This book is not really about bike racing, but the accounts of the Thursday night races are wonderful in their detail and drama. The other racers-with nicknames like the Animal, Speed, Bird, Steak and Purple Jersey, are talented and dedicated but they seem to operate at a totally different level than even well-trained hobby athletes. The author learns with each session out on the road, but all too often he lacks the physical ability to keep pace. The description of amateur bike racing, and what goes on in your mind as you try to work the pack, is exceptional.
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2 of 2 people found the following review helpful By J Johnson on July 17, 2007
Format: Hardcover
Ten Points is much more than a book about bicycling. Bill Strickland takes us to places we don't want to go but can't stop reading about. Few of us know the thrill and pain of competitive cycling. Unfortunately, many of us know the pain of abuse at the hands of someone who should be our protector. This book is astonishing, appalling, and inspirational all rolled into one. Strickland achieved 10 points.Ten Points
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1 of 1 people found the following review helpful By Kevin Quinley VINE VOICE on September 14, 2007
Format: Hardcover
Author Bill Strickland is an amateur bicycle racer as well as the executive editor of BICYCLING magazine. He embraces a magnificent obsession -- to earn by placing weekly criterium bike races near his home. He pledges to his pre-school aged daughter that he will score 10 points by placing high enough in this series of races.

TEN POINTS is on one level bicycle narrative, but it transcends that. Strickland's cycling endeavors alternate with flashbacks of a deeply troubled childhood overshadowed by an abusive father. Strickland's father could be considered a poster child for White Trash, except that would probably give undue insult to those who are White Trash. It's people like Strickland's father who make us wish that you had to be licensed in order to sire children. The vignettes of abuse recounted by Strickland are at times difficult to read. I marvel at the courage Strickland has in self-revelation and sharing these memories with the readers. Throughout his adult life the baggage haunted him and impacted his dealings with his friends, his children, and even led him to an extramarital affair which jeopardized his marriage.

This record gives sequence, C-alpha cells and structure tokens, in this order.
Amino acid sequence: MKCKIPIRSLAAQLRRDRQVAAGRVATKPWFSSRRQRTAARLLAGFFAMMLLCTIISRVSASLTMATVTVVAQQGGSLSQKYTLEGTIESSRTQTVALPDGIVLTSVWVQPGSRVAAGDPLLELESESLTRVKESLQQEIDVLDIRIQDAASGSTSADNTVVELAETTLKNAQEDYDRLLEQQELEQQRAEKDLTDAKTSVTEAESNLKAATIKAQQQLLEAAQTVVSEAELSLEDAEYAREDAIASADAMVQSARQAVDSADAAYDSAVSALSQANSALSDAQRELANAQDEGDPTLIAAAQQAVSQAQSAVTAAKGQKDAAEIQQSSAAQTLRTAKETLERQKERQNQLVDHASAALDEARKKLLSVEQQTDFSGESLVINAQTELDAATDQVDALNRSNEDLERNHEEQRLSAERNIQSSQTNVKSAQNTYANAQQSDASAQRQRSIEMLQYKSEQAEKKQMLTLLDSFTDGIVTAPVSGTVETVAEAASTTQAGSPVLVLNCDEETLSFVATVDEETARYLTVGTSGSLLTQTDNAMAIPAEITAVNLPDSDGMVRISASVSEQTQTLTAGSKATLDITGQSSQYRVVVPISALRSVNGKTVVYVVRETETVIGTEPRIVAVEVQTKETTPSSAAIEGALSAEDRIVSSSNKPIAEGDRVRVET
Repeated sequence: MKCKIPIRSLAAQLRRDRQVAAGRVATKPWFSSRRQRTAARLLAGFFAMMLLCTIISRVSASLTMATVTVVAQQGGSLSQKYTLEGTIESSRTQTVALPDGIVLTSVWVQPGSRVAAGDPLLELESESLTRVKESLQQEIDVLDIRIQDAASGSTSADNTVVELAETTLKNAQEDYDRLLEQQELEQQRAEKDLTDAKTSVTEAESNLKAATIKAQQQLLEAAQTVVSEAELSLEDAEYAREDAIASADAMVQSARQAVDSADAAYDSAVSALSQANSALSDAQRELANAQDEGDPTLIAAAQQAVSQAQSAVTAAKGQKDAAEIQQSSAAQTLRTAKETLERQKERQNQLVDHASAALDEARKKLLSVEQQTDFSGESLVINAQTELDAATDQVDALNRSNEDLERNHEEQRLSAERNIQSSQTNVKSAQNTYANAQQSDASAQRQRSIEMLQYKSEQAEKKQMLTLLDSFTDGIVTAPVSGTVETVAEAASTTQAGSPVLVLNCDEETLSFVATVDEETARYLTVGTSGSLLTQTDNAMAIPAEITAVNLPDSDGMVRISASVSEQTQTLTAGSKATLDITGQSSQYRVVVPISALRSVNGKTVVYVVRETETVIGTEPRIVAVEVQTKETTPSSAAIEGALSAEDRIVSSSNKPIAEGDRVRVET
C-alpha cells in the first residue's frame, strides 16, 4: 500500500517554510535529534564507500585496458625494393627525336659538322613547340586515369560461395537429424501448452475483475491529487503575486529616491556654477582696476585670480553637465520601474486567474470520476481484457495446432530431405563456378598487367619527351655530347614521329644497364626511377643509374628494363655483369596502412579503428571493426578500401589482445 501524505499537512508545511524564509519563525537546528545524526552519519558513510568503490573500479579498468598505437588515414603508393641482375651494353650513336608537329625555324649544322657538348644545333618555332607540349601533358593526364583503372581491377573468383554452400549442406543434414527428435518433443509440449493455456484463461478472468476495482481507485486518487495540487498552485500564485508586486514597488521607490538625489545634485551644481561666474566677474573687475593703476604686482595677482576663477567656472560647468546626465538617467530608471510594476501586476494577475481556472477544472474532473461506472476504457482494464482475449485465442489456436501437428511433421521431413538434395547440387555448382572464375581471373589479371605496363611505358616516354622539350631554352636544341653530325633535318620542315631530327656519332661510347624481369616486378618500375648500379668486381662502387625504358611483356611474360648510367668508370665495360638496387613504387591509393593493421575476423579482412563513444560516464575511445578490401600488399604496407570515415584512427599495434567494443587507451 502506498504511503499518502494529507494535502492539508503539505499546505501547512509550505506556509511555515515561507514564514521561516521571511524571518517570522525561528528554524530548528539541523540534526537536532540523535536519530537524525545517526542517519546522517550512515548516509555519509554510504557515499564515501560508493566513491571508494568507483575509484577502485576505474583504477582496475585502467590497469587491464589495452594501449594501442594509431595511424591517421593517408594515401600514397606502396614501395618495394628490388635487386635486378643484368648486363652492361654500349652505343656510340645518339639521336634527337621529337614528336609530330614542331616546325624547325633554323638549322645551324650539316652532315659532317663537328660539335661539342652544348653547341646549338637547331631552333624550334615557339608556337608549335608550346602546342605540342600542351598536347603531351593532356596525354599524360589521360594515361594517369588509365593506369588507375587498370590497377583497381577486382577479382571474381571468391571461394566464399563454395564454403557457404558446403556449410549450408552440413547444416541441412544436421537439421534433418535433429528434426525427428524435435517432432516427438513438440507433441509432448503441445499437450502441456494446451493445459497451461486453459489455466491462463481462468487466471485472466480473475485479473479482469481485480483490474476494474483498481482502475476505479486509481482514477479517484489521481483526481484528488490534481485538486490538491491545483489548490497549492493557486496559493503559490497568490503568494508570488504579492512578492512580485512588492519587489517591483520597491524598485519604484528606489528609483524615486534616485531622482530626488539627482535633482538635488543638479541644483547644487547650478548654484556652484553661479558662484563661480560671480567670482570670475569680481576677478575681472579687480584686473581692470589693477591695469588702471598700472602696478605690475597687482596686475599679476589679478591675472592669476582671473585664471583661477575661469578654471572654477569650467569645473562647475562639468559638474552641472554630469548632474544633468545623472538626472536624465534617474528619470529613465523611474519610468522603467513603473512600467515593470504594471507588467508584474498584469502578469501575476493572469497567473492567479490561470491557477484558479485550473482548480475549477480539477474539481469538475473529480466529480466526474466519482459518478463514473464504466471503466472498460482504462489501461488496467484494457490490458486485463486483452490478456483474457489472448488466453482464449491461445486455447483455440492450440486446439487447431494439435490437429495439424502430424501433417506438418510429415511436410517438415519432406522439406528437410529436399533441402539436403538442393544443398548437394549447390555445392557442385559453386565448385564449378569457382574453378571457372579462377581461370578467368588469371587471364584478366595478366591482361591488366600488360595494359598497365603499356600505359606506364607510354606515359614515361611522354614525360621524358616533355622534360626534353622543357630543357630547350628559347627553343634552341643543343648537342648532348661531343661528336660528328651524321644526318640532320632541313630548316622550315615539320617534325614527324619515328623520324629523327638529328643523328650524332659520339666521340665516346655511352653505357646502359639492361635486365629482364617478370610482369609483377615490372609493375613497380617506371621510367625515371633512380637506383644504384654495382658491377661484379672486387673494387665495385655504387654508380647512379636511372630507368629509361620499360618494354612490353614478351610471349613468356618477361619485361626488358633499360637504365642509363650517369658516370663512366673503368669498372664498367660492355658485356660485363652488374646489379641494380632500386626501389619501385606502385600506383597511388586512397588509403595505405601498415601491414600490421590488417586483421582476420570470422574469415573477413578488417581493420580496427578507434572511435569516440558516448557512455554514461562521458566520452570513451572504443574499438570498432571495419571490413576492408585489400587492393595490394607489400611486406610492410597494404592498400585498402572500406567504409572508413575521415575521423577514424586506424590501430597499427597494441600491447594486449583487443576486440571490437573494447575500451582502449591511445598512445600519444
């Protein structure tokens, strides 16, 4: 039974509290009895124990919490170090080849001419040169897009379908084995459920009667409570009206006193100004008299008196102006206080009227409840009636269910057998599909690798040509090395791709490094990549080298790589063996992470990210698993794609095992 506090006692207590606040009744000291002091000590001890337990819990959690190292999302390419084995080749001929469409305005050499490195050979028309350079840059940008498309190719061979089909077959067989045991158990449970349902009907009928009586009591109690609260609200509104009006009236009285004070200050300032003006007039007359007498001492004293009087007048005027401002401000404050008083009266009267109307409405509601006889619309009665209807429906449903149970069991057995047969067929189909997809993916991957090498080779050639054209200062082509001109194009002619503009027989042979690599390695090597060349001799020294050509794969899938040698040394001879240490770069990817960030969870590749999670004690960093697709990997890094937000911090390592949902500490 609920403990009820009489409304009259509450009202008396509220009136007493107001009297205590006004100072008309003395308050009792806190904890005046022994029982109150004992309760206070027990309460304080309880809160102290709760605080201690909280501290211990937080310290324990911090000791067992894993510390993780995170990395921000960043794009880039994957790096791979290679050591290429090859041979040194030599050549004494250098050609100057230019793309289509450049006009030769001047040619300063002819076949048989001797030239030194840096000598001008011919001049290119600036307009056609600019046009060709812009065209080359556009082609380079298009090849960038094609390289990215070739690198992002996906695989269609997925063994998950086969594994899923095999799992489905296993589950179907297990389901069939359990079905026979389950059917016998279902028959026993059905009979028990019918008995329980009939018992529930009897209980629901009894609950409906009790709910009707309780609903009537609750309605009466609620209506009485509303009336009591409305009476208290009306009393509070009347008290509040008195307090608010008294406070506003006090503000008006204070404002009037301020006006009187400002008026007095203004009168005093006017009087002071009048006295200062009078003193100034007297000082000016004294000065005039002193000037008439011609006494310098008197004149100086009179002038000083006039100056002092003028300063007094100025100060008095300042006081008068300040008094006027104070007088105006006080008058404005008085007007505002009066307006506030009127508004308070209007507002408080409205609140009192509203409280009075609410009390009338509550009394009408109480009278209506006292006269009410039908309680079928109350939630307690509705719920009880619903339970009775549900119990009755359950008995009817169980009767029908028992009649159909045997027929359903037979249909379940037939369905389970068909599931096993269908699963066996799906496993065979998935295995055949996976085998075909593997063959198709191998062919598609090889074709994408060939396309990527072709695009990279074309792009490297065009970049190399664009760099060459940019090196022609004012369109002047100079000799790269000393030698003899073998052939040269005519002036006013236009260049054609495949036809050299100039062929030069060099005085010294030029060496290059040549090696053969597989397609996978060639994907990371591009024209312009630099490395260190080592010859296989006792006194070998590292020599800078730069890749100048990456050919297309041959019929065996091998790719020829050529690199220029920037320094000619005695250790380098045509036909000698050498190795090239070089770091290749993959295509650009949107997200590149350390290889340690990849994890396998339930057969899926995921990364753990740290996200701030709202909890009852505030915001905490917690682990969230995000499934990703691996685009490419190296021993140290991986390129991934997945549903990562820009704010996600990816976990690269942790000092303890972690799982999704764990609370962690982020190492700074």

Rather than letting this psychic baggage derail his life or marriage, Strickland redoubles his efforts and infuses "the quest for 10 points" with an almost mythic sense of mission. His prose on bike racing cracks and crackles with authenticity, putting you in the middle of the straining peloton. This alone is worth the price of admission...

It would be nice to wrap this up with a tidy Tiffany's bow and relate a story where Bill Strickland ultimately wins his 10 points, transcending his athletic limitations and his past.

Alas, life is rarely so neatly packaged. As one famous bicycle racer has stated, "It's not about the bike.
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1 of 1 people found the following review helpful By Carol A Johnson-Rondo on July 12, 2007
Format: Hardcover
From the beginning to the triumphant end, once started you will not be able to put this book down.Bill's writing pulls you into the excitement of bicycling, the sadness and anger of a torn childhood and the wonder of a devoted wife and daughter. A real life inspiration.
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8 of 12 people found the following review helpful By Andrew Kent on April 6, 2008
Format: Hardcover Verified Purchase
I've been pondering this book since I read it. In short, I cannot say I'm glad I read it.

Strickland is an excellent writer. The cycling aspects are wonderfully realized. The insights into his troubled life seem honest and complete. Yet, in total, I was still stuck thinking I could have done without it. Scenes from his childhood are horrific, and overall the book is anticlimactic.

I understand what the book is about, but would caution other potential readers, you may respect the book, but you may not like the book.
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2 of 3 people found the following review helpful By Gavin Leslie on August 13, 2007
Format: Hardcover
A riveting book. Pacey and raw. Strickland captures perfectly the almost savage satisfaction of all-out physical effort on a bike. It was impossible to put the book down until each race finished. Equally riveting but extremely disturbing are his accounts of the abuse suffered at the hands of his father. '10 Points' elated me, depressed me and left me profoundly unsettled. If I met Bill Strickland on the road, I'm not sure whether I would ride along companionably... or sprint away as fast as I could. Unforgettable.